Economy insight While we were lucky enough to be seated in the premium cabin for the inaugural flight, the vast majority of passengers will of course experience the new aircraft as economy passengers. Options here comprise five rows of ‘Economy Space’ seats with up to 35in pitch, alongside 282 in standard economy with 31in. Both boast a 17.4in width and eye-catching fixed-wing headrest, alongside a five-inch recline and shelf for resting mobile phone or tablet devices. Those preferring the in-built IFE can look forward to a 13.3in HD screen, with Bluetooth headset-

ABOVE • Tony Douglas joined Etihad Aviation Group as group CEO in January 2018 ABOVE RIGHT • Prior to joining Etihad, Terry Daly was divisional senior vice-president service delivery at Emirates Group

BELOW • The new A350-1000s are being deployed on short- to mid-range routes in Q2 ahead of their ultralong haul launch in July

pairing connectivity, and 12in in-arm monitors for bulk-row seats. There has been plenty of talk about how the seats measure up against rivals, but Daly contended that there’s more to consider: “Seat pitch has become less relevant over the years – it is about the living space you have within the seat, particularly here in economy. “With the materials and design techniques, parts of the seat have become slimmer, there’s a cut-out for knee space, the cross braces underneath have been lifted, and you don’t have the IFE boxes which used to be at your feet.”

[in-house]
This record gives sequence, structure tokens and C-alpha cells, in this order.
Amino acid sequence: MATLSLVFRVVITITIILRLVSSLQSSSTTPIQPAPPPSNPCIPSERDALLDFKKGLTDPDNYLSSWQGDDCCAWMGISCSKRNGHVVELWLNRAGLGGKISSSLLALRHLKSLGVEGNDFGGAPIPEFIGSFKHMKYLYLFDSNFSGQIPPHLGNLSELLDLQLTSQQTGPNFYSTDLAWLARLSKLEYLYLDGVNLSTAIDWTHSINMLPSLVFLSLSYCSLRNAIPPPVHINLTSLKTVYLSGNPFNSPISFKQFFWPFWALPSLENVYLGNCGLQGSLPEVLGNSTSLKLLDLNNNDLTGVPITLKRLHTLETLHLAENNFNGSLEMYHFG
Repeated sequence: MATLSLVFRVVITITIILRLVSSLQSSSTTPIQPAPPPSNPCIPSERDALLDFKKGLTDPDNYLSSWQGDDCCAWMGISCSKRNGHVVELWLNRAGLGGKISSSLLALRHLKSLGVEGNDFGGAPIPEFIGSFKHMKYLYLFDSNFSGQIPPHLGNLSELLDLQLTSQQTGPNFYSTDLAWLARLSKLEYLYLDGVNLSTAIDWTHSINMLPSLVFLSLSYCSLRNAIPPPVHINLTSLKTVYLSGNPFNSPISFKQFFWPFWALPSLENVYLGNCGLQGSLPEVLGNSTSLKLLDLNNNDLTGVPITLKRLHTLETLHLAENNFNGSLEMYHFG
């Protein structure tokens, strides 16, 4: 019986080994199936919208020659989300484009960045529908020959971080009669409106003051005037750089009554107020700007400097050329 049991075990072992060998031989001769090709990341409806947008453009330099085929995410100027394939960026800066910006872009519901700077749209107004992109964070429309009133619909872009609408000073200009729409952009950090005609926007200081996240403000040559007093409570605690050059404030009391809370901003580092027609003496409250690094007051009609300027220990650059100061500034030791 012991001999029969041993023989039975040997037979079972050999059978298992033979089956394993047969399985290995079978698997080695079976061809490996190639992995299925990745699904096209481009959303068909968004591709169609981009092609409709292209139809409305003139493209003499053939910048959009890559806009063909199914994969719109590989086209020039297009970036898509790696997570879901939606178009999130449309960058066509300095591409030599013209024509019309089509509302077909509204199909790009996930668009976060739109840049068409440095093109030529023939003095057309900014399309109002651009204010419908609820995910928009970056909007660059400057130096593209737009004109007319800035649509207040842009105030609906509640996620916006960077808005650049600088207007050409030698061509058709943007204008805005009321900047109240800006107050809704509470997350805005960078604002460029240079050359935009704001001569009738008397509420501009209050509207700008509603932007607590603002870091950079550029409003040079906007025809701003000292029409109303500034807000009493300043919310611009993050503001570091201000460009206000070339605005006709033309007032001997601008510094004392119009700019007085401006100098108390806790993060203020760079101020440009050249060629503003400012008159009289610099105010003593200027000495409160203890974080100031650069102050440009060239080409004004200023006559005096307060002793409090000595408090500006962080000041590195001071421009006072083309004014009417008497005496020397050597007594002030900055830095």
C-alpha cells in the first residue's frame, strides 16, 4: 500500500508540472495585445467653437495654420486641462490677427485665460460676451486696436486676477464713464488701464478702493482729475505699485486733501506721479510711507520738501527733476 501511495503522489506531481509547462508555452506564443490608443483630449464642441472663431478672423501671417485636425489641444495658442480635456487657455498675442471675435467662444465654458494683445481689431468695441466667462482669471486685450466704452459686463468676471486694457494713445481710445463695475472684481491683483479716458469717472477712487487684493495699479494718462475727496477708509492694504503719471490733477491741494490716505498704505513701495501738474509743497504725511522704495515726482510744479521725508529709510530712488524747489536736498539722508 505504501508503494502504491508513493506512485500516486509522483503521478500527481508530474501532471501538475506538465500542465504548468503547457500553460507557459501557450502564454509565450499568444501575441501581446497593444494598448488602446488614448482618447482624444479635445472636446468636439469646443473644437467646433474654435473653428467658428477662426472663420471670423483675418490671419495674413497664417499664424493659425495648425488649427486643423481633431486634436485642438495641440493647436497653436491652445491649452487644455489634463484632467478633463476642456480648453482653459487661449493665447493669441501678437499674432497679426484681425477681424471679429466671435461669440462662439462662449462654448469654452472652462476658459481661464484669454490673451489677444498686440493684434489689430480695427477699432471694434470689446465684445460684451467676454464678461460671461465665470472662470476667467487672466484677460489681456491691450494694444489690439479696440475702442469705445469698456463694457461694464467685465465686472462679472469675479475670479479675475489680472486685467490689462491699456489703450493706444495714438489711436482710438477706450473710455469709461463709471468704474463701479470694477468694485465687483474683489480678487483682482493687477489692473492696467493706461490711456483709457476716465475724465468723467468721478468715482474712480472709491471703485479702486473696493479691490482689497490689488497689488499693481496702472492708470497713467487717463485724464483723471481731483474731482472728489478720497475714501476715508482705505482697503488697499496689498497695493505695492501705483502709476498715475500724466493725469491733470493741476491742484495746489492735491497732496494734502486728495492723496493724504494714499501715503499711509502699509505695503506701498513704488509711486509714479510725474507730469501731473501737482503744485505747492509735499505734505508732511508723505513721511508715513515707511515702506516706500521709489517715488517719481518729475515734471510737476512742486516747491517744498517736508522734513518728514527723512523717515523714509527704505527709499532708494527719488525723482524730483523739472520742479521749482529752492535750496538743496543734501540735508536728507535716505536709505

The business class and economy cabin finish is excellent, something you might think is a given on an inaugural flight but isn’t guaranteed. Etihad Engineering – a part of the wider Etihad Aviation Group, but at arms-length from the airline itself – fitted out the interiors, with a vast amount of the work being performed in-house at its headquarters on the fringes of the UAE capital’s main gateway. “They’re on our doorstep and it’s all part of ‘Team Abu Dhabi’ – they’ve got the capability and we’ve

ABOVE • Guests on board the inaugural service were treated to a special menu inspired by the flavours of France KEY-GORDON SMITH ABOVE RIGHT • An 18.5in HD screen powered by Panasonic Avionics provides a cinematic experience KEY-GORDON SMITH

been working incredibly closely with them, not only on this aircraft but on the aesthetics, interiors and refurbishment of our existing fleet while they were grounded during the pandemic. It’s been a really successful programme,” reflected Daly. Throughout all cabins there is full LED ambient lighting, with 16.7 million different colour combinations possible, alongside what Airbus likes to call “customisable, dynamic lighting scenarios” – in essence, these allow the crew to help reduce fatigue by changing the mood of the cabin to reflect the time of day at the destination. Taking time out to speak to Airliner